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A conversation consists series of continuous request and response from a same client to a server, the server cannot identify from which client it is getting requests. Because HTTP is a stateless protocol. A conversational state is associated with "what the user is doing now, in this window". The conversation context allows us to ensure that state from the different conversations does not collide and cause bugs. Conversational State use case: When clients at an on- line store add an item to their shopping cart, how does the server know what’s already in the cart? When clients decide to proceed to checkout, how can the server determine which previously created shopping cart is theirs?


Example on Hidden Fields refer: 1) 2)



Cookies are generally a better solution than HTTP user authentication using hidden form fields and rewritten URLs because they're more object oriented for session management.

For more information on cookie refer :


1) Client makes a request, request object contains user data (email and password). 2) Web Container invokes service() [ can be GET or POST ]. 3) Servlet/JSP creates a cookie 4) Servlet adds the cookie to response 5) Servlet sends response to the client. Response now contains cookie information along with other details.

6) Cookie sent as response be server will be stored by the web browser.


The Page has three hyperlinks “Inbox”, “Compose” and “Logout”. For every action taken by the user: 1) Request is made from the same browser, along with actual request data cookie data will also be sent to the server. 2) Web container invokes the appropriate service() method of the servlet /jsp 3) The arguments to service() method are HttpServletRequest and HttpServletResponse. 4) The Request object contains cookie information which can be read by servlet/jsp to identify the conversational state of the client. Note: Every time now client need to enter his credentials. Server is identifying the user based on the information stored in cookie.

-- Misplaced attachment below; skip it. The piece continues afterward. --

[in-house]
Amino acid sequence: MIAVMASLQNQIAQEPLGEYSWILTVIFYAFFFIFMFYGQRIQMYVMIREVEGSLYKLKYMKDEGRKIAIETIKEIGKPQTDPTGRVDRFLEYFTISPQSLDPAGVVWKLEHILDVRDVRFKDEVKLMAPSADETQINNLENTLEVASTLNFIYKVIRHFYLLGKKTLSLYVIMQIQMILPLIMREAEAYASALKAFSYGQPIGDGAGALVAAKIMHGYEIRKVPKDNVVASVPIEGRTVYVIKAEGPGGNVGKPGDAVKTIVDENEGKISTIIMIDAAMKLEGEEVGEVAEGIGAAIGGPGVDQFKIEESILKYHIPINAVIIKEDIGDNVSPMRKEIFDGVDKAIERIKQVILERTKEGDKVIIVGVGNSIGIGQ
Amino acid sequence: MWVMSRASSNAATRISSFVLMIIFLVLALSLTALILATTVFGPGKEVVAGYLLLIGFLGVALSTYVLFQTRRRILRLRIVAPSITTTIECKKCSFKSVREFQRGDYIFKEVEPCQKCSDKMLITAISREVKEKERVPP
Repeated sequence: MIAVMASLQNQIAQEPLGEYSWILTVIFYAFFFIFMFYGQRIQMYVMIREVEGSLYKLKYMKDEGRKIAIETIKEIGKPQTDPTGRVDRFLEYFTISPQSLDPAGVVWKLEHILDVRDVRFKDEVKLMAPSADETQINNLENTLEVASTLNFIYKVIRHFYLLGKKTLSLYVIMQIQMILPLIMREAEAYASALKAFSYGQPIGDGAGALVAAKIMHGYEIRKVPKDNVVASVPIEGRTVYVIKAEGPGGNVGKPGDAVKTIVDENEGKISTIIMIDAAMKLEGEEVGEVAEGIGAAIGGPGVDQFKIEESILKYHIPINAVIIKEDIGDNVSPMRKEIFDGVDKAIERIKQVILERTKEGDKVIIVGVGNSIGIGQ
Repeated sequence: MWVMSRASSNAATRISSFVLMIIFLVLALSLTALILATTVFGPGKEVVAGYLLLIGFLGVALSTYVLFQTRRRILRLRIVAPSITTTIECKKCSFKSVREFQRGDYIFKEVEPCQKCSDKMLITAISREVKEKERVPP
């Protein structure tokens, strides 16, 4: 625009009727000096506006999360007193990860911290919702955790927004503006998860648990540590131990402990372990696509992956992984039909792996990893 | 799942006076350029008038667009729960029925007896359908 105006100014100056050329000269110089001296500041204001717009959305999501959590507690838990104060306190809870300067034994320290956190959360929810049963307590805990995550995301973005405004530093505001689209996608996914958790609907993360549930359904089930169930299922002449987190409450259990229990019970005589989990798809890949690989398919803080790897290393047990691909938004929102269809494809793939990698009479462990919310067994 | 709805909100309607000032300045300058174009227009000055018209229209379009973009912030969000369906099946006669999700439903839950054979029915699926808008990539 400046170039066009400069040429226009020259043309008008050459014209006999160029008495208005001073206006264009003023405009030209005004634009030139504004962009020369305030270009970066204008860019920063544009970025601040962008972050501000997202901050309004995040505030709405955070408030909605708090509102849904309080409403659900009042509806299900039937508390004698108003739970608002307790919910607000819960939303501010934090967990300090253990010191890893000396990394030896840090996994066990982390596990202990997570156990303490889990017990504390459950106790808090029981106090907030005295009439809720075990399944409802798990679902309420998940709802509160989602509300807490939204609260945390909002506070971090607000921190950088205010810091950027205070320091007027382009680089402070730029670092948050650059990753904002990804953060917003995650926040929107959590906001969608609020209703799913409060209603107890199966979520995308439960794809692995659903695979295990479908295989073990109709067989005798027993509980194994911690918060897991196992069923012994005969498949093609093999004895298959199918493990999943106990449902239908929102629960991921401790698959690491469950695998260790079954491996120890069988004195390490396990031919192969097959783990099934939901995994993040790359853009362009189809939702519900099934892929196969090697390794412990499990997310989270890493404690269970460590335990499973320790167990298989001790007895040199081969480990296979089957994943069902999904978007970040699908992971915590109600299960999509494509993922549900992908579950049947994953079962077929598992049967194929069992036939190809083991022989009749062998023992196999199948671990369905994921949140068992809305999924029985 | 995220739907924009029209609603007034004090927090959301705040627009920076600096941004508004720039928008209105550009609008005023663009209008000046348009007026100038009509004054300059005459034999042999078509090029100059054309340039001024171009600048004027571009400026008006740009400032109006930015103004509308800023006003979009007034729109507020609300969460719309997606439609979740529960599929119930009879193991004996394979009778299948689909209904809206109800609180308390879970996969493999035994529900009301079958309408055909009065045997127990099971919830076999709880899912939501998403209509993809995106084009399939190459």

Only one cookie instance can be added at a time using addCookie(). Because cookies are sent using HTTP headers, they should be added to the response before you send any content. Browsers are only required to accept 20 cookies per site, 300 total per user, and they can limit each cookie's size to 4096 bytes. Some other important methods of Cookie class: public void Cookie.setMaxAge(int expiry) : Specifies the maximum age of the cookie in seconds before it expires. A negative value indicates the default, that the cookie should expire when the browser exits. A zero value tells the browser to delete the cookie immediately. public void Cookie.setDomain(String pattern): Specifies a domain restriction pattern. A domain pattern specifies the servers that should see a cookie. By default, cookies are returned only to the host that saved them. Specifying a domain name pattern overrides this. The pattern must begin with a dot and must contain at least two dots. A pattern matches only one entry beyond the initial dot. For example, "" is valid and matches and “” but not “”




The Servlet Session-Tracking API : The Java servlet session-tracking API provides a transparent way for the server-side developer to easily manage session data. It depends on URL rewriting or cookies. Generally, the basic idea of this API is that it provides a layer of indirection in session management. Instead of worrying about exactly how session data is managed (by cookies, by URL rewriting, etc.) the server-side engineer simply uses an API that can query or store named attributes. Like cookies, each attribute is essentially a name/value pair: The name is the name of the attribute; the value is associated with the attribute's value.


Refer: for information about other methods of HttpSession boolean isNew() Returns true if the client does not yet know about the session or if the client chooses not to join the session. String getId()